콘크리트 우물처럼 보이는 이 건물은 영국 마크 월링거의 주요 건축 작품이다. 이 작품은 Magna Carta의 지속적인 유산과 지속적인 중요성을 기념하는데, Magna Carta(마그나카르타)는 1215년 영국 존 왕이 귀족들의 압력에 굴복해, 칙허한 63개조의 법으로 일반적으로 '대헌장'이라고 한다. 수영장 스테인레스 측면이 안쪽으로 글씨가 세겨져 있어, 물은 그 글씨를 비추고 있다. 이렇게 'Writ in Water'는 물에 비춰야만 쓰여진 글씨를 읽을 수 있는 독창적인 구조물이 특징이다.
Writ in Water, is a major architectural artwork by Mark Wallinger, in collaboration with Studio Octopi, for the National Trust at Runnymede, Surrey, UK. The artwork celebrates the enduring legacy and ongoing significance of Magna Carta.
Writ in Water, is a major architectural artwork by Mark Wallinger, in collaboration with Studio Octopi, for the National Trust at Runnymede, Surrey. The artwork celebrates the enduring legacy and ongoing significance of Magna Carta.
Over 800 years ago, Runnymede witnessed the feudal barons forcing King John to seal Magna Carta - a founding moment in shaping the basis of common law across the world. Set in the heart of this ancient landscape, Writ in Water reflects upon the founding principles of democracy, and through a meeting of water, sky, and light, provides visitors with a space for reflection and contemplation.
The 15.4m diameter circular building emerges from the hillside at the base of Cooper’s Hill. The meadow it sits within is flanked by the River Thames on one side and an ox-bow lake on the other.
Responding to this feature of the landscape, Writ in Water takes its name from the inscription on John Keats’ gravestone, which reads, ‘Here lies one whose name was writ in water’.
Built in cubits, the most ancient unit of measure, the walls are constructed of rammed stone from the site itself, with a dark stained softwood roof and crushed gravel floor.
An exterior doorway leads to a simple circular labyrinth, in which the visitor can choose to turn left or right to reach an inner doorway that opens out into a central chamber. Here the sky looms through a wide oculus above a pool of water, as reflective as a still font.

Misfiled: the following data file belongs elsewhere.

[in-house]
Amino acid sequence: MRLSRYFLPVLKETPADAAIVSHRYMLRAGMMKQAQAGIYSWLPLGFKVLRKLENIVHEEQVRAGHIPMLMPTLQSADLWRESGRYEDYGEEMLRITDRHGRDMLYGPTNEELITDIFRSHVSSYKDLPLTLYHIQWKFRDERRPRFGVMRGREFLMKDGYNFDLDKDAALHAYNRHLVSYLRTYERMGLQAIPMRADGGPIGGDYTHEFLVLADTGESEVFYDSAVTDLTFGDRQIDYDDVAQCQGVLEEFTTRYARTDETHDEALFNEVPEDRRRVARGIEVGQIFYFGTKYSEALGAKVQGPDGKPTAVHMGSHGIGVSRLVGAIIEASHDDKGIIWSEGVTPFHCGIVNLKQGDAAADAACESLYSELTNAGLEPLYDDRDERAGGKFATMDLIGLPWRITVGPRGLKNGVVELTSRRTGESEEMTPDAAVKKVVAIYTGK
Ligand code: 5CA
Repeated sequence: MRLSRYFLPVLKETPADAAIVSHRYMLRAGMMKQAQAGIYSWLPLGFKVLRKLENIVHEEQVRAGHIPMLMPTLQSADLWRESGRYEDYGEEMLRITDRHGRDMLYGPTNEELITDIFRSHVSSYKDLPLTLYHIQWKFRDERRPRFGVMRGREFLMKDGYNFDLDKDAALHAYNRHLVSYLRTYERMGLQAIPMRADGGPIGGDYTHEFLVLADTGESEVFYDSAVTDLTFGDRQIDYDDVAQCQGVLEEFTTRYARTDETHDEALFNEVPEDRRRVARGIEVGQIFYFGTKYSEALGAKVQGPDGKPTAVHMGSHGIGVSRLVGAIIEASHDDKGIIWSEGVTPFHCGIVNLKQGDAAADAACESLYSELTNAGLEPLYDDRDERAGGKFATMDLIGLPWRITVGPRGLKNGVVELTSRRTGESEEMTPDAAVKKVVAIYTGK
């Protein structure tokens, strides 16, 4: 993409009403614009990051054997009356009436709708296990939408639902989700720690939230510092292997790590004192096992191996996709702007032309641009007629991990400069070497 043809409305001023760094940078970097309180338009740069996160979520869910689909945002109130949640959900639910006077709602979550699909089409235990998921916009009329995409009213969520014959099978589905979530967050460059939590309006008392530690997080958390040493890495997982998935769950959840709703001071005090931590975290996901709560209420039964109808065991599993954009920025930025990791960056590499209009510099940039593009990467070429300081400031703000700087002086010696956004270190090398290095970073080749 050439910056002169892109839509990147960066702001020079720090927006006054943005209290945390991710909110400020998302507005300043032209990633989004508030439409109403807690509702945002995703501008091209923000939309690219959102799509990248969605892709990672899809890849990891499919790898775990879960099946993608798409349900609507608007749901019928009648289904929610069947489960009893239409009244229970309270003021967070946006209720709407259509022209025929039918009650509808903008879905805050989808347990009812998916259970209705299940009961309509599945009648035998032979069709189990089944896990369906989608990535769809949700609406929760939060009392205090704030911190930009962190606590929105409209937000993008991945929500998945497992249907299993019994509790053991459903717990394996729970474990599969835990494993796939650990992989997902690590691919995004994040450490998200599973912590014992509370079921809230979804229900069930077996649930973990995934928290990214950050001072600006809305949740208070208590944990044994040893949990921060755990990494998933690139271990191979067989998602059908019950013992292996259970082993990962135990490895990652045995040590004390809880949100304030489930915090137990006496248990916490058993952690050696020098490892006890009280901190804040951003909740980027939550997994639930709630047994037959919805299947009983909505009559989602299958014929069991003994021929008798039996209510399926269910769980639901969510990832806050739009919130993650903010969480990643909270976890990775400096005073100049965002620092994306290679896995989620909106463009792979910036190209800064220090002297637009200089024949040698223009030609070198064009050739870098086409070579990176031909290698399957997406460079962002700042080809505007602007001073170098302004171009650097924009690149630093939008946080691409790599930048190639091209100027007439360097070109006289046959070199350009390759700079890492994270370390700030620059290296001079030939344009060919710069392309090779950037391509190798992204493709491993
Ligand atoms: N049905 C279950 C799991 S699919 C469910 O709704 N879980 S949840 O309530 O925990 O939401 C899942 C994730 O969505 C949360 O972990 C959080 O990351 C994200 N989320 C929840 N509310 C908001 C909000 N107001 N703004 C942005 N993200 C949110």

The shot blasted stainless steel sides of the pool are inscribed on the inner side, the water reflecting the reversed and inverted lettering of Magna Carta Clause 39 as the visitor moves round the pool to reveal its words.
Artist Mark Wallinger comments:
“In common law, a writ is a formal written order issued by a court. In Writ in Water, the use of reflection to make the text legible plays against the idea of a law written in stone.
“Keats was to become one of the immortals and his words live anew when learnt and repeated by every succeeding generation. Similarly, although Magna Carta established the law and the nascent principles of human rights, the United Kingdom has no written constitution. What seems like a birthright has to be learned over and over and made sense of. Whether the words are ephemeral or everlasting is up to us.”
Writ in Water has been commissioned as part of the National Trust’s contemporary art programme, Trust New Art, which is inspired by its places.